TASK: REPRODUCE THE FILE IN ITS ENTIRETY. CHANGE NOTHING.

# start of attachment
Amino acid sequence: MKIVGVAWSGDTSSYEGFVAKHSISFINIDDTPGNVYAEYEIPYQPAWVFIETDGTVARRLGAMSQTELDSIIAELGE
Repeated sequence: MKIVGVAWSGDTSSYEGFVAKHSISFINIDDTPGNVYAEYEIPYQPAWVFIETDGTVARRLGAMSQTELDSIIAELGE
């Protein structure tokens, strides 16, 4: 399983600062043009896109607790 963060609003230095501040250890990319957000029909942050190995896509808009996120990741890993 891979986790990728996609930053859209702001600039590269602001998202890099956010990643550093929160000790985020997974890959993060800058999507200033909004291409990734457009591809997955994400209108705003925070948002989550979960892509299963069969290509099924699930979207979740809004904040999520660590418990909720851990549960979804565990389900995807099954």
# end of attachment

Amino acid sequence: MKIVGVAWSGDTSSYEGFVAKHSISFINIDDTPGNVYAEYEIPYQPAWVFIETDGTVARRLGAMSQTELDSIIAELGE
Repeated sequence: MKIVGVAWSGDTSSYEGFVAKHSISFINIDDTPGNVYAEYEIPYQPAWVFIETDGTVARRLGAMSQTELDSIIAELGE
């Protein structure tokens, strides 16, 4: 399983600062043009896109607790 963060609003230095501040250890990319957000029909942050190995896509808009996120990741890993 891979986790990728996609930053859209702001600039590269602001998202890099956010990643550093929160000790985020997974890959993060800058999507200033909004291409990734457009591809997955994400209108705003925070948002989550979960892509299963069969290509099924699930979207979740809004904040999520660590418990909720851990549960979804565990389900995807099954």